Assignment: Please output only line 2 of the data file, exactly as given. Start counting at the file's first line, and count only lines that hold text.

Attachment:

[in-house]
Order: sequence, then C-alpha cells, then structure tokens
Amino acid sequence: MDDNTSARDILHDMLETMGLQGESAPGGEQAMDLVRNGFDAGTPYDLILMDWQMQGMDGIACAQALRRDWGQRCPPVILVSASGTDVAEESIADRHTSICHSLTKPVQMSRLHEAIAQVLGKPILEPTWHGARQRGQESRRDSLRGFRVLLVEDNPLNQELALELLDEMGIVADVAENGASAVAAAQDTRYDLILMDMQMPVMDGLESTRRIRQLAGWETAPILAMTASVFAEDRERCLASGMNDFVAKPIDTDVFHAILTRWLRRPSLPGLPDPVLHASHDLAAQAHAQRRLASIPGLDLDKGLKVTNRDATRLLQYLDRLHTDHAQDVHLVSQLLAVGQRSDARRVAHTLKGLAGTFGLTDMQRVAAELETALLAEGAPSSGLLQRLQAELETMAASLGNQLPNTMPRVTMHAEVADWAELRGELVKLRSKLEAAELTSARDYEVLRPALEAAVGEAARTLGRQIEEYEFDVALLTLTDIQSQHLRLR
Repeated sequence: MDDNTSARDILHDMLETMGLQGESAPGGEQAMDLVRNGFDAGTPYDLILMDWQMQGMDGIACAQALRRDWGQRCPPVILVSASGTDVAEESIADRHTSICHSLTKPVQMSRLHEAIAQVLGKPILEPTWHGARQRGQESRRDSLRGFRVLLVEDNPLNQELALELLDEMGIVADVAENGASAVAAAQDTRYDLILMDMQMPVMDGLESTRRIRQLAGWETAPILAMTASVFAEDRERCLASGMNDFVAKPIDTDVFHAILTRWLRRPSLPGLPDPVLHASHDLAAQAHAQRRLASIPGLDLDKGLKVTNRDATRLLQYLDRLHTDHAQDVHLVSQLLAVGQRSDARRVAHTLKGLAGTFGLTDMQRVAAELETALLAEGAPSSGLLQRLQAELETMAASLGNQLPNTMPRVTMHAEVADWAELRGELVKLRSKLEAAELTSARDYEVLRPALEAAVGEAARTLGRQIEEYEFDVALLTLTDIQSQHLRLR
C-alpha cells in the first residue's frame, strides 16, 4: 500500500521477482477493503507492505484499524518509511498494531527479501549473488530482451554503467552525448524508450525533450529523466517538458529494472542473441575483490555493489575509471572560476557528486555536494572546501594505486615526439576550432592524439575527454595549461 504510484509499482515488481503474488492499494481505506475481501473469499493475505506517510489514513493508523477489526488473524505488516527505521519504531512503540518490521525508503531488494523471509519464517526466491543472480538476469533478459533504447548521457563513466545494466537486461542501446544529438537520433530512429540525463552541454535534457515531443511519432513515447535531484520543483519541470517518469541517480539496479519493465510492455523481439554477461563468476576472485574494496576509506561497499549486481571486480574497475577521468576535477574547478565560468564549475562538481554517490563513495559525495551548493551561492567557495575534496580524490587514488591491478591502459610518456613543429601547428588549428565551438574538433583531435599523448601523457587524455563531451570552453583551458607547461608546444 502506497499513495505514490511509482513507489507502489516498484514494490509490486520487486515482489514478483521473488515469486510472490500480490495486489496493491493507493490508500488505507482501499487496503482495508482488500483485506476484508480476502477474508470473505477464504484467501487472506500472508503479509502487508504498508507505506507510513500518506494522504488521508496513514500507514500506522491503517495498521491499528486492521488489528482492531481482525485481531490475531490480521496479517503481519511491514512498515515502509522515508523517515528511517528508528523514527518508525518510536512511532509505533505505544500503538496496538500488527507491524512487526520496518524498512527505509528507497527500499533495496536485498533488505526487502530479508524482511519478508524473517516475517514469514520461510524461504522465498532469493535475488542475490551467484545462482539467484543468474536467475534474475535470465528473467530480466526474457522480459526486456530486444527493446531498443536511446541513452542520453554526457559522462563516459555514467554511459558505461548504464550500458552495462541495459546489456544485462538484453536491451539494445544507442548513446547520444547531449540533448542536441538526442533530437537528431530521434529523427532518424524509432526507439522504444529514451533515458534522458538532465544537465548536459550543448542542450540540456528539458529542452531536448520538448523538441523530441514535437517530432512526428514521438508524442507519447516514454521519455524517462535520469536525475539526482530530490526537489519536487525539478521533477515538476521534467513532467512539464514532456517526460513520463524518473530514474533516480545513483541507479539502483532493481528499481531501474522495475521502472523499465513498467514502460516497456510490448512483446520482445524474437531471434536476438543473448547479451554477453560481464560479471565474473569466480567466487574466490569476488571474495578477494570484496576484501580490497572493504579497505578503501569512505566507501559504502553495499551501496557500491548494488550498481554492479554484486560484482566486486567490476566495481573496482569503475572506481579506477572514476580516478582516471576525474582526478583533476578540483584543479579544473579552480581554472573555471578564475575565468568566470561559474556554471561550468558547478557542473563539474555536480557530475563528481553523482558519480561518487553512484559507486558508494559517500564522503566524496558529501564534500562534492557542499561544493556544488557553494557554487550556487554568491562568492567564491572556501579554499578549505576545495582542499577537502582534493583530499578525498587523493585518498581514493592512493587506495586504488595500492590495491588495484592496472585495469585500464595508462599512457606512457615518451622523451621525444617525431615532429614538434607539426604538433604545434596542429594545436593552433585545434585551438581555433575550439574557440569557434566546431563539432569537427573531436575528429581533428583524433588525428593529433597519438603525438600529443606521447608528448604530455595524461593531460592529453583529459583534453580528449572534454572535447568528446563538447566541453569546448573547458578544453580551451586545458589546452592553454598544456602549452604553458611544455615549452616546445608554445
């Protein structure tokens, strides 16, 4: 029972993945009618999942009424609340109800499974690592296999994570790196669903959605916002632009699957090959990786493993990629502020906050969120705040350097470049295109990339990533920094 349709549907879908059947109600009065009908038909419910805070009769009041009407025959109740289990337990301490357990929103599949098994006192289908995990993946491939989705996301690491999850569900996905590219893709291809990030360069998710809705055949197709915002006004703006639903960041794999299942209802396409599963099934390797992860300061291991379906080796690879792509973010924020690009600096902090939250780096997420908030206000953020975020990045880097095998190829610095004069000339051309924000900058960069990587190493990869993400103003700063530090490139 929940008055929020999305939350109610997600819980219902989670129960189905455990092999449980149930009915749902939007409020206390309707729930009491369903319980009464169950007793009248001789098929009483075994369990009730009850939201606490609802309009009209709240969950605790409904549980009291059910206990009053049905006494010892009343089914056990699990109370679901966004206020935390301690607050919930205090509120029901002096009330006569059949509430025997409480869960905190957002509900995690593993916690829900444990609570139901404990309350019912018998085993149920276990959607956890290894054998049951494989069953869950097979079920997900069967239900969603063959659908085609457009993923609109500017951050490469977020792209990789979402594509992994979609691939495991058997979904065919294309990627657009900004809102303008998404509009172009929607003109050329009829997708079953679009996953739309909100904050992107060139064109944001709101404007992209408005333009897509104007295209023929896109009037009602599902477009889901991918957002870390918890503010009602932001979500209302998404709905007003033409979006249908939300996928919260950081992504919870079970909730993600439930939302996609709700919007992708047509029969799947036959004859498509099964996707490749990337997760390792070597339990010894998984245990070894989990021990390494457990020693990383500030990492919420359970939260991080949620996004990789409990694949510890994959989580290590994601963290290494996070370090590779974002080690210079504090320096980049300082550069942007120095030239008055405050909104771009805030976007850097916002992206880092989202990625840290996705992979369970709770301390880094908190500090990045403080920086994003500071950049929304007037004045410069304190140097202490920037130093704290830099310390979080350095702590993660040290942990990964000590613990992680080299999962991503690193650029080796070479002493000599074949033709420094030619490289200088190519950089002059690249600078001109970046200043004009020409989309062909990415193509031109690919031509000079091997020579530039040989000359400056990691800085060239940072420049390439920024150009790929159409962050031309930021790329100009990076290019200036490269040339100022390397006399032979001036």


Order: sequence, then C-alpha cells, then structure tokens